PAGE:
4. Dr. Martin Guitierrez // Jurassic Park (1993)

Dr. Martin Guitierrez is the only character who appears in both Jurassic Park and The Lost World novels without appearing in any of the film adaptations. In the books, he’s an American biologist who lives in Costa Rica and identifies a small dinosaur that attacked a little girl as the lizard Basiliscus amoratus. But as he learns more about this creature, he begins to doubt his identification. Some of the opening chapters of the Jurassic Park novel were not used in the film, but were later repurposed for The Lost World: Jurassic Park sequel.

5. Captain Marvel // Captain America: Civil War (2016)


Marvel

Captain Marvel (Carol Danvers, then in the role of Ms. Marvel) is one of the most powerful members of the Avengers team. She played an integral role in the comic event Civil War during the mid-2000s, but she doesn’t appear at all in the Marvel Cinematic Universe version. In the comic book, the future Captain Marvel was on Team Iron Man and urged the superpowered to unmask and to obey the Superhero Registration Act. Captain Marvel didn’t appear in the movie because her character wasn’t introduced (or teased) in the Marvel film franchise yet. Now, of course, she's got her own standalone film and will be a key part of Avengers: Endgame and the next phase of the MCU (with Oscar-winner Brie Larson in the role).

In addition, Jessica Jones and Luke Cage were also a big part of Civil War, but didn’t appear in the film because they each had their own Netflix series at the time.

6. Carol Masters // Who Framed Roger Rabbit (1988)

Who Framed Roger Rabbit was actually based on a novel called Who Censored Roger Rabbit?, which followed a cartoon character who hired a hard-boiled private eye to investigate why his company isn’t going to feature him in a new comic strip. Disney acquired the film rights and changed almost everything about the story, such as lightening up the novel’s dark noir tone.

The Mouse House also ditched a number of characters from the original novel, including Carol Masters, Roger’s comic strip photographer. In the book, toons appear in print instead of animation, so photographers are teamed with cartoon characters to take pictures of them posing in comic strips.

7. Alexandra Finch // To Kill a Mockingbird (1962)

Alexandra Finch is Atticus's sister—and Scout and Jem’s aunt—in To Kill a Mockingbird. She was a stern woman who wanted Scout to act more like a lady instead of a tomboy. Her character was omitted from the movie version, as was Uncle Jack, who played a minor role in the book.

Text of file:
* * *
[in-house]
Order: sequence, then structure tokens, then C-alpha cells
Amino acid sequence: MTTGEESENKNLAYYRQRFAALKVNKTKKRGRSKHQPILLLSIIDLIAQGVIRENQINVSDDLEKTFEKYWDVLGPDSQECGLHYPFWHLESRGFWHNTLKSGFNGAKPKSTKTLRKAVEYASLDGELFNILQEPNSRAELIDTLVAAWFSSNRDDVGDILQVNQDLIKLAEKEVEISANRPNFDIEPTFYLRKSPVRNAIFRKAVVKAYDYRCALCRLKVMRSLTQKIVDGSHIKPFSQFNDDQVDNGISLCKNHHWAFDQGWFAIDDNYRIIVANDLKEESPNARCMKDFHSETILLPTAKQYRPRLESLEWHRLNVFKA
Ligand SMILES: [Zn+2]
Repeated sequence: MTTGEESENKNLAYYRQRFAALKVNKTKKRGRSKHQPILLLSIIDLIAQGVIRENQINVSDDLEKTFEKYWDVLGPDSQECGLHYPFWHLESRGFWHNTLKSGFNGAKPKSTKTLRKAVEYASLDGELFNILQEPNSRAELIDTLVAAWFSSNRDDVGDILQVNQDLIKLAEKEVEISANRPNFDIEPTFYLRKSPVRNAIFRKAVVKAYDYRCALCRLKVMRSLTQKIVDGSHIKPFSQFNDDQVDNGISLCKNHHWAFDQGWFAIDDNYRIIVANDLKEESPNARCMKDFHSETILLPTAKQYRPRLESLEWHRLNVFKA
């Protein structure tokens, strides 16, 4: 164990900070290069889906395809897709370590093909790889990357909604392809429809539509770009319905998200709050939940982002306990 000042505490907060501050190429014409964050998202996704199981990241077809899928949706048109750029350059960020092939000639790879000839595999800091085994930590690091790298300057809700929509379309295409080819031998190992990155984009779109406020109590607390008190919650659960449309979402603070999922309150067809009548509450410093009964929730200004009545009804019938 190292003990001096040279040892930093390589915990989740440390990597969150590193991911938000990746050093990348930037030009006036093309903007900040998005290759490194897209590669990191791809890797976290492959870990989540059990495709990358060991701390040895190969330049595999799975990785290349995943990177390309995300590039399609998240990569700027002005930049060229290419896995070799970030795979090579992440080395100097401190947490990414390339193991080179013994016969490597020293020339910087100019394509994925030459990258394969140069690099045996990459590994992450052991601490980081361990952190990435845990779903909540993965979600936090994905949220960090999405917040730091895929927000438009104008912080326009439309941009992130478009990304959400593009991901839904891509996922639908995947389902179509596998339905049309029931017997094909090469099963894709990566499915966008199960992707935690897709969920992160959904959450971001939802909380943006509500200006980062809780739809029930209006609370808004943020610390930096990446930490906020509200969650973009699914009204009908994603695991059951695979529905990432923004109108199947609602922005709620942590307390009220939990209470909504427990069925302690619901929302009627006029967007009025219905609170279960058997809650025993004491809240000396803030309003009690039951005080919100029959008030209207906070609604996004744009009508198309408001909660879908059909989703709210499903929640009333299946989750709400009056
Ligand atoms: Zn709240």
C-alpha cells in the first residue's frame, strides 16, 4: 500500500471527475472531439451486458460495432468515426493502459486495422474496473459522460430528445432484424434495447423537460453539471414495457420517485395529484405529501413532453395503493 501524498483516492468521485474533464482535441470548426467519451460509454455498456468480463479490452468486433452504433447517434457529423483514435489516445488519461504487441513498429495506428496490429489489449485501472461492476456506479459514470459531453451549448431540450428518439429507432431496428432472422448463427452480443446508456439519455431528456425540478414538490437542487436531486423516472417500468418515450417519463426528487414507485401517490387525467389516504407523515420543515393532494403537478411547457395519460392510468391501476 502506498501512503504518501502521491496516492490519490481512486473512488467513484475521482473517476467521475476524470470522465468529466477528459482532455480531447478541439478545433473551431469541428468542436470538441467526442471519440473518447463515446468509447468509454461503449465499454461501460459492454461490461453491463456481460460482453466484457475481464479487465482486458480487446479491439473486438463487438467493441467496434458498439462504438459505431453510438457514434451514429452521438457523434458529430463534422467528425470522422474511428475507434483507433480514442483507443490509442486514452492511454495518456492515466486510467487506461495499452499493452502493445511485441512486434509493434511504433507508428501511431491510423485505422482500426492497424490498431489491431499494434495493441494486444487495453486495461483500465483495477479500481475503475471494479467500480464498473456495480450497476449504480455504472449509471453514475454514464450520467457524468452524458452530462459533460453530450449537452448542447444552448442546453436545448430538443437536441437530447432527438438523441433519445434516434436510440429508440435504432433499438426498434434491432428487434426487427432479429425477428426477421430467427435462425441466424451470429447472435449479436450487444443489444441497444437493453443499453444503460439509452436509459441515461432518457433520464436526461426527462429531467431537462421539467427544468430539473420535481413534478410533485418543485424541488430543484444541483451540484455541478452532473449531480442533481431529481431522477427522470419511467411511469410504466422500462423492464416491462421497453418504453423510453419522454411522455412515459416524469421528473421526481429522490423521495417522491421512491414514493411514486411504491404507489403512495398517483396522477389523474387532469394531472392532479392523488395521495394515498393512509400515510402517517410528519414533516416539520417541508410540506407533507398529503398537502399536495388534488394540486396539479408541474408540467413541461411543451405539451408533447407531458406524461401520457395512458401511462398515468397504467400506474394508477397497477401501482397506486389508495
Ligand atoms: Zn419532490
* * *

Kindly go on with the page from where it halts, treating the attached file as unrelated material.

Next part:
8. The Countess Rugen // The Princess Bride (1987)

Described as fashionable and beautiful, the Countess Rugen was left out of the film adaptation of The Princess Bride. She was the wife of Count Rugen, played by Christopher Guest in the movie, and appears at the beginning of the novel at Buttercup’s farm. The Countess was very attracted to Westley, which led to Buttercup realizing she was in love with him. A majority of the farm storyline was cut out of the film to streamline the running time and story flow.

9. Peeves // Harry Potter film series (2001-2011)

Although Peeves, a pesky prankster poltergeist, is a fan favorite from the Harry Potter book series, he never made an appearance in any of the film versions. “Peeves was always an issue,” Harry Potter screenwriter Steve Kloves told io9. “Chris Columbus was determined to put him in the first movie. I think there were even some technological problems with him initially, and [not] being satisfied with how he looked. He was always a bit tangential.”

In the year 2000, director Chris Columbus actually cast Rik Mayall to play the role in Harry Potter and the Sorcerer's Stone. He was on set for three weeks before he was eventually cut out of the movie due to problems on set and with the special effects.

“I played the part of Peeves in Harry Potter,” Rik Mayall explained. “I got sent off the set because every time I tried to do a bit of acting, all the lads who were playing the school kids kept getting the giggles, they kept corpsing [slang for breaking character and laughing], so they threw me off.”

10. Mr. and Mrs. Hurst // Pride and Prejudice (2005)

Mr. and Mrs. Hurst are Bingley's brother-in-law and sister, but the unaffectionate couple in Jane Austen’s Pride and Prejudice doesn’t make an appearance in the 2005 film adaptation from director Joe Wright. Mrs. Hurst is described as arrogant and snobbish, while Mr. Hurst is mostly known as an indolent man who is more interested in food and playing cards than his wife. While the Hursts are not in the 2005 film, they do appear in the six-episode BBC TV series from 1995, played by Rupert Vansittart and Lucy Robinson.

This story has been updated for 2019.